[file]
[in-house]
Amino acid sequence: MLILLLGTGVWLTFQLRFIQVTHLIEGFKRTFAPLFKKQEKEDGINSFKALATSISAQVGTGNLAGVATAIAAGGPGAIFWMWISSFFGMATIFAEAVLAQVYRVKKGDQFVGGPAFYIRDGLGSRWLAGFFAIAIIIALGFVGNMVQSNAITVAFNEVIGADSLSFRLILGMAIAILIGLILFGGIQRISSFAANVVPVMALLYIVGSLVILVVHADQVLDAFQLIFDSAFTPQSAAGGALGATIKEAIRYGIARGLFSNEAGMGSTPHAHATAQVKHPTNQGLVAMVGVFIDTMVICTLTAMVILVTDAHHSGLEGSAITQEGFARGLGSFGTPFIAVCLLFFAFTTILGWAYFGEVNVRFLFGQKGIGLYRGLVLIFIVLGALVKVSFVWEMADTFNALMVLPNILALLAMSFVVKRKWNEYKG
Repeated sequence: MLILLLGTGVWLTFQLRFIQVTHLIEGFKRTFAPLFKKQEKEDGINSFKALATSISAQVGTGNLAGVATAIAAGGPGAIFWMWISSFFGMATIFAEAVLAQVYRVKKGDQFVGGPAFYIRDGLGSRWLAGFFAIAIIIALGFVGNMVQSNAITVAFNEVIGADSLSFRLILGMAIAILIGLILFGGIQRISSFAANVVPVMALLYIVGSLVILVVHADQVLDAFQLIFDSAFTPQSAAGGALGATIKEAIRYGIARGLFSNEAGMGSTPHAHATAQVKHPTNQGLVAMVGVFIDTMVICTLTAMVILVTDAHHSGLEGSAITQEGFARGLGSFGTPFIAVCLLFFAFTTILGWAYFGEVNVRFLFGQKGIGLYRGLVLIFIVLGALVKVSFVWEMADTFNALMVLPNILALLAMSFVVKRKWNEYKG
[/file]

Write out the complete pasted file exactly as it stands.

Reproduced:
[in-house]
Amino acid sequence: MLILLLGTGVWLTFQLRFIQVTHLIEGFKRTFAPLFKKQEKEDGINSFKALATSISAQVGTGNLAGVATAIAAGGPGAIFWMWISSFFGMATIFAEAVLAQVYRVKKGDQFVGGPAFYIRDGLGSRWLAGFFAIAIIIALGFVGNMVQSNAITVAFNEVIGADSLSFRLILGMAIAILIGLILFGGIQRISSFAANVVPVMALLYIVGSLVILVVHADQVLDAFQLIFDSAFTPQSAAGGALGATIKEAIRYGIARGLFSNEAGMGSTPHAHATAQVKHPTNQGLVAMVGVFIDTMVICTLTAMVILVTDAHHSGLEGSAITQEGFARGLGSFGTPFIAVCLLFFAFTTILGWAYFGEVNVRFLFGQKGIGLYRGLVLIFIVLGALVKVSFVWEMADTFNALMVLPNILALLAMSFVVKRKWNEYKG
Repeated sequence: MLILLLGTGVWLTFQLRFIQVTHLIEGFKRTFAPLFKKQEKEDGINSFKALATSISAQVGTGNLAGVATAIAAGGPGAIFWMWISSFFGMATIFAEAVLAQVYRVKKGDQFVGGPAFYIRDGLGSRWLAGFFAIAIIIALGFVGNMVQSNAITVAFNEVIGADSLSFRLILGMAIAILIGLILFGGIQRISSFAANVVPVMALLYIVGSLVILVVHADQVLDAFQLIFDSAFTPQSAAGGALGATIKEAIRYGIARGLFSNEAGMGSTPHAHATAQVKHPTNQGLVAMVGVFIDTMVICTLTAMVILVTDAHHSGLEGSAITQEGFARGLGSFGTPFIAVCLLFFAFTTILGWAYFGEVNVRFLFGQKGIGLYRGLVLIFIVLGALVKVSFVWEMADTFNALMVLPNILALLAMSFVVKRKWNEYKG